Corrupt payments are often made by normal business check, cashier’s check, or wire transfer. When such payments are made, they must be disguised. When a payer makes such payments, they might be disguised as some sort of legitimate business expense (e.g., consulting fees).
Also, such payments can be made directly or through an intermediary.
Additionally, the payer might give the recipient a hidden interest in a joint venture or other profit-making enterprise.
Such corrupt payments are hard to detect for several reasons. The recipient’s interest might be concealed through a straw nominee, hidden in a trust or other business entity, or included by an undocumented verbal agreement. Also, even if such payments are identified, proving they originated with corrupt intent is also difficult to demonstrate.
Corrupt payments often take the form of loans. There are three types of loans often found in corruption cases:
- An outright payment that is falsely described as an innocent loan
- A legitimate loan in which a third party—the corrupt payer—makes or guarantees payments to satisfy the loan
- A legitimate loan made on favorable terms (e.g., an interest-free loan)
A corrupt payment can be in the form of credit card use or payments toward a party’s credit card debt. The payer might use a credit card to pay a recipient’s transportation, vacation, or entertainment expenses, or the payer might pay off a recipient’s credit card debt. In some instances, the recipient might carry and use the corrupt payer’s credit card.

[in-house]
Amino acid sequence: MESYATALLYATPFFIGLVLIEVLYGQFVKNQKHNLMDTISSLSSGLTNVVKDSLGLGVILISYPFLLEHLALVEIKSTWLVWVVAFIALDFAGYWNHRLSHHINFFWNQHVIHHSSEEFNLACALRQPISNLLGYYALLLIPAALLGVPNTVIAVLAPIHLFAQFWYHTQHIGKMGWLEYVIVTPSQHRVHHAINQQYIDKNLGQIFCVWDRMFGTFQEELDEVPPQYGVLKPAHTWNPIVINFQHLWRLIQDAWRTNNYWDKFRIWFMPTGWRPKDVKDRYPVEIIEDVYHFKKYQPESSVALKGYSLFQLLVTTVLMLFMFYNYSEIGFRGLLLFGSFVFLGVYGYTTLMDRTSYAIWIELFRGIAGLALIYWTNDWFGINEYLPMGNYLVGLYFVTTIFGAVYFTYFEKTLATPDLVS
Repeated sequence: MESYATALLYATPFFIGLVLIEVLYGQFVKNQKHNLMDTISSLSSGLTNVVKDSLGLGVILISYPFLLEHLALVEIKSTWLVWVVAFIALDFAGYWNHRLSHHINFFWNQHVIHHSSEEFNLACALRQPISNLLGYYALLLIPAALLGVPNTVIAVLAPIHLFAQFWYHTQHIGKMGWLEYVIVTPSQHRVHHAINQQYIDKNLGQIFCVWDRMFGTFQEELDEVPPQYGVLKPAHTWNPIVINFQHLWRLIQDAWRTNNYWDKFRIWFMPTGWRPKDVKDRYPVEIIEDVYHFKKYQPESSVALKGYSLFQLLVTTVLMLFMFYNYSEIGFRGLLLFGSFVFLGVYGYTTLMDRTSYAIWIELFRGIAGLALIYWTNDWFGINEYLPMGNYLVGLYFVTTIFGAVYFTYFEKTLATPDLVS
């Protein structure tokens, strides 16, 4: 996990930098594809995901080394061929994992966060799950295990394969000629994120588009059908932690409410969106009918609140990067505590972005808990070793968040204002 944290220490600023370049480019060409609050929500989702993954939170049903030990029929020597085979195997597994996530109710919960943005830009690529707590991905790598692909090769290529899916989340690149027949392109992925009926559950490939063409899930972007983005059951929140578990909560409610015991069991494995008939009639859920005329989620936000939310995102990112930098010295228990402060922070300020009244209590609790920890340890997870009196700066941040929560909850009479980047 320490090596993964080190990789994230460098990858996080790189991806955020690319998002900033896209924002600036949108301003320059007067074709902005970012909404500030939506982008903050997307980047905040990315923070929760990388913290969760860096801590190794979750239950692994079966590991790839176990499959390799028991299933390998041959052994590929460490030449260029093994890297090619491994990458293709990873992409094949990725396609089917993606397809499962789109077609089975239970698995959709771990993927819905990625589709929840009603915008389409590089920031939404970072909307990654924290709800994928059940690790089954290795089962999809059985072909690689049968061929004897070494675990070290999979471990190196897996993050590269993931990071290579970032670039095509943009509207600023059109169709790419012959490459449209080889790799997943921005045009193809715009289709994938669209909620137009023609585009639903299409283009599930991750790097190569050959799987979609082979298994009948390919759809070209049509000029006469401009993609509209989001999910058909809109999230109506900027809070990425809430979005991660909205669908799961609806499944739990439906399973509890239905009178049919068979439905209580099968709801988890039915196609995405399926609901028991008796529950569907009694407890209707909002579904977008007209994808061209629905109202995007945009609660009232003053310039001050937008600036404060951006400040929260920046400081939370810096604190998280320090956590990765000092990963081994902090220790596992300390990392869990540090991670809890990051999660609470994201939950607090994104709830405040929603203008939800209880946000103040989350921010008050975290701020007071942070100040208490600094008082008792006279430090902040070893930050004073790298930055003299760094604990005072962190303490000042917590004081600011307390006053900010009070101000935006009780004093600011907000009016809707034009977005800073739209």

Transfers Not at Fair Market Value
Corrupt payments might occur in the form of transfers for a value other than fair market. In such transfers, the corrupt payer might sell or lease property to the recipient at a price that is less than its market value, or the payer might agree to buy or rent property from the recipient at an inflated price. The recipient might also “sell” an asset to the payer but retain the title or use of the property.
Promises of Favorable Treatment
Corrupt payments might come in the form of promises of favorable treatment. Such promises commonly take the following forms:
- A payer might promise a government official lucrative employment when the recipient leaves government service.
- An executive who resigns from a private company and takes a related government position might be given favorable or inflated retirement and separation benefits.
- The spouse or other relative of the intended recipient might also be employed by the payer company at an inflated salary or with minimal actual responsibility.
Detection of Corruption Schemes
Red Flags of Corruption Schemes
Red Flags of Corrupt Employees
Some common red flags of corrupt employees include:
- A high success rate in markets where competitors are known to bribe
- Reputation for regularly accepting inappropriate gifts
- Extravagant lifestyle